Staying Positive with Creative Outlets Amidst COVID-19

By now you have probably seen many articles and posts talking about staying positive and coping during this historic pandemic.  These strategies include staying socially connected with family and friends, using mindfulness such as deep breathing and meditation, reading a good book, minimizing the amount of news consumption, helping someone else, play with a pet, and getting outside for some physical movement/exercise. These are all fantastic ways to manage stress more effectively during this quarantine period. But what about creative outlets?  I would suggest that everyone consider creative outlets as a source of stress reduction that can continue long after COVID 19 restrictions subside. This is the ideal time to tackle those things you wish you had more time to do or learn in the past.  There are videos on-line through You Tube and other sources that can teach you how to play an instrument, paint a picture,  take on a home improvement project, cook a new dish, just to name a few.  Spending time participating in enjoyable activities can improve mental health and wellbeing. Research shows that people with hobbies are less likely to suffer from stress and depression.  Activities that get you doing something physical are even better yet.  Hobbies are a way to take your mind off the stresses of everyday life. These should be activities that are not associated with work, chores, or other responsibilities.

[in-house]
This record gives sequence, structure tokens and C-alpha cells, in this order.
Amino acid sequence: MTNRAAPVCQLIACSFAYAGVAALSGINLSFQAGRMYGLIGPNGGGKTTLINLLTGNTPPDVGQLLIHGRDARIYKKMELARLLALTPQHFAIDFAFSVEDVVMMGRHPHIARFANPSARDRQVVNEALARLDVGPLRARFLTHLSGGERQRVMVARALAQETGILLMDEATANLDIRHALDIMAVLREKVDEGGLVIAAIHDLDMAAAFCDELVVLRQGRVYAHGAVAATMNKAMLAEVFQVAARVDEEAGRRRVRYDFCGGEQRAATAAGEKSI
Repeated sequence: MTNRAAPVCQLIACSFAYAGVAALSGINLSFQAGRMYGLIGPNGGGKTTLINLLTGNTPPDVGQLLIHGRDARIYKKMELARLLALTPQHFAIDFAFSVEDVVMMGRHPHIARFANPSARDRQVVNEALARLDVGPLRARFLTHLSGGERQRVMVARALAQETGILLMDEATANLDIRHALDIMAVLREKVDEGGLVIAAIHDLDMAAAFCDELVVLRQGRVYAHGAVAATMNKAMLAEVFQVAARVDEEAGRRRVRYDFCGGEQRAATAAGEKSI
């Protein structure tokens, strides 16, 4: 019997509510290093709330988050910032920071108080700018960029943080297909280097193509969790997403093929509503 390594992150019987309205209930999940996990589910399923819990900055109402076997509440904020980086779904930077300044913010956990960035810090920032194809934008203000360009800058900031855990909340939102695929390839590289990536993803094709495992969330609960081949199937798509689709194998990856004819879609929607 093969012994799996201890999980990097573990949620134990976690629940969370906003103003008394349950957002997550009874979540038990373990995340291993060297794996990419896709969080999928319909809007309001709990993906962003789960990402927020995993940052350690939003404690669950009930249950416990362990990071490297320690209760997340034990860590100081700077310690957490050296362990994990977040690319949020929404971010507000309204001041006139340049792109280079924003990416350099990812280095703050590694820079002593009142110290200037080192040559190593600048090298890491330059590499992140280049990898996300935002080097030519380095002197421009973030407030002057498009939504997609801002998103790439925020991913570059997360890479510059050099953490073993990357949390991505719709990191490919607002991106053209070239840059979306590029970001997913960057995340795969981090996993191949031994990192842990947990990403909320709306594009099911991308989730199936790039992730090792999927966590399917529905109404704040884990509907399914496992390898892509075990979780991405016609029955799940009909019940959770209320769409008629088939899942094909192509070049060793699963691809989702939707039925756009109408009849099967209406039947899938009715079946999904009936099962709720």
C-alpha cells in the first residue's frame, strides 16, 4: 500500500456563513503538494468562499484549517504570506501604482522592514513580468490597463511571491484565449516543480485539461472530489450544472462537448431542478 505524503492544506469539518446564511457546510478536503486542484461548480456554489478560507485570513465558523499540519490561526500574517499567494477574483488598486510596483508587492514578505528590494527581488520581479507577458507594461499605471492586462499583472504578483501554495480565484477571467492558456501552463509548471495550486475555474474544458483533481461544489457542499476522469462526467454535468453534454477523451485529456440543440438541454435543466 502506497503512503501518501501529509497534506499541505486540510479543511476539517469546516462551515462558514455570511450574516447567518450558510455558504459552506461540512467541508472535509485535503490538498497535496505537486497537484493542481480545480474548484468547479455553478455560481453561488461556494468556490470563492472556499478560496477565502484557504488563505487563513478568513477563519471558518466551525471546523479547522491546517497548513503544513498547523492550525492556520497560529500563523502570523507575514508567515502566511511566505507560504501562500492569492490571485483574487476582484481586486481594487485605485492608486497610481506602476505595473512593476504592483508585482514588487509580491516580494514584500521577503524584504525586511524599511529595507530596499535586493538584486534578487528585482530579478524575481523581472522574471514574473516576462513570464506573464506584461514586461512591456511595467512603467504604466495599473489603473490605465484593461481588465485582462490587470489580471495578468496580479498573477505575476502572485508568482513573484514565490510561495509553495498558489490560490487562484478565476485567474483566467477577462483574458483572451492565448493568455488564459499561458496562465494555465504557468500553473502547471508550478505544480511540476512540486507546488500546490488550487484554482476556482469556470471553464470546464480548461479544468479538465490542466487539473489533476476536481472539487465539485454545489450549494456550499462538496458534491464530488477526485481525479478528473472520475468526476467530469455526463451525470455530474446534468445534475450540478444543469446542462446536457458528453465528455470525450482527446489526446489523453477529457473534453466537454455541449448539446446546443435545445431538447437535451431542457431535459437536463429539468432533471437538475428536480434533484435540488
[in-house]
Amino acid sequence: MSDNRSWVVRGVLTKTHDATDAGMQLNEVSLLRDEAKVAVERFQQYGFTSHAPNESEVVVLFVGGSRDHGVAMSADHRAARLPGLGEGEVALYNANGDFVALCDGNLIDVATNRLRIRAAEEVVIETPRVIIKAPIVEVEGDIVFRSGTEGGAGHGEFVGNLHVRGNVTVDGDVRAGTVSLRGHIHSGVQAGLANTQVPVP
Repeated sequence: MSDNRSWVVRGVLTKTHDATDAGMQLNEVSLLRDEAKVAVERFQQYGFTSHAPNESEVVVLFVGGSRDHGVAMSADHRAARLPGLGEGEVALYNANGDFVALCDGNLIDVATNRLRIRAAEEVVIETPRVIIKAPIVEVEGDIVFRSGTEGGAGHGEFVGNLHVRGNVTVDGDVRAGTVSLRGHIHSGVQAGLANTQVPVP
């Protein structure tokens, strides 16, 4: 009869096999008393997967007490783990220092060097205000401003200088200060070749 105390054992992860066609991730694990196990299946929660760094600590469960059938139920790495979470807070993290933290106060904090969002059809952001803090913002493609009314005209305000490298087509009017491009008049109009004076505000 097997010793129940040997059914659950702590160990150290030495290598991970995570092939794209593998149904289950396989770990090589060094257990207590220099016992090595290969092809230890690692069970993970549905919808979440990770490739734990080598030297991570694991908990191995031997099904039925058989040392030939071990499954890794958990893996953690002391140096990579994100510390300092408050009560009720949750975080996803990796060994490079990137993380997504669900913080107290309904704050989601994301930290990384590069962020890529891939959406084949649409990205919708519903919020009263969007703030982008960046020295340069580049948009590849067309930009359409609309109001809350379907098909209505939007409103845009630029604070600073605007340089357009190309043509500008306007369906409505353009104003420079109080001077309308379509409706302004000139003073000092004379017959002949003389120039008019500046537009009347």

Carina Wolff of Bustle recommends 11 hobbies that can reduce stress besides Yoga (nothing against Yoga).

From my own experiences, would provide a word of caution for a couple of these. Video games can be a great deal of fun, but over exposure or intensely competitive situations can have the opposite effect as far as stress management. Also pet ownership is wonderful, I have always owned 1-4 dogs at any given point of my life. However, they can be a lot of work, and puppies and older dogs require much care.

In addition to searching for new creative outlets, try to remember all the things you are grateful for in your life. This is an important way to remain positive, amidst much negativity. Positive thinking is something you can improve upon with daily practice. Many counseling techniques such as Cognitive Behavioral Therapy can really help in relatively short periods of time. For more information on CBT and other effective therapies, please give us a call.

We are providing online counseling and stress management for individual, family and marital services. Check out our COVID-19 resources at and our Facebook and Twitter pages. Contact our office to set up an appointment at 727-203-3770 (Trinity Office) or 727-725-8820 (Safety Harbor Office).

Article by 

Les Weiss, LCSW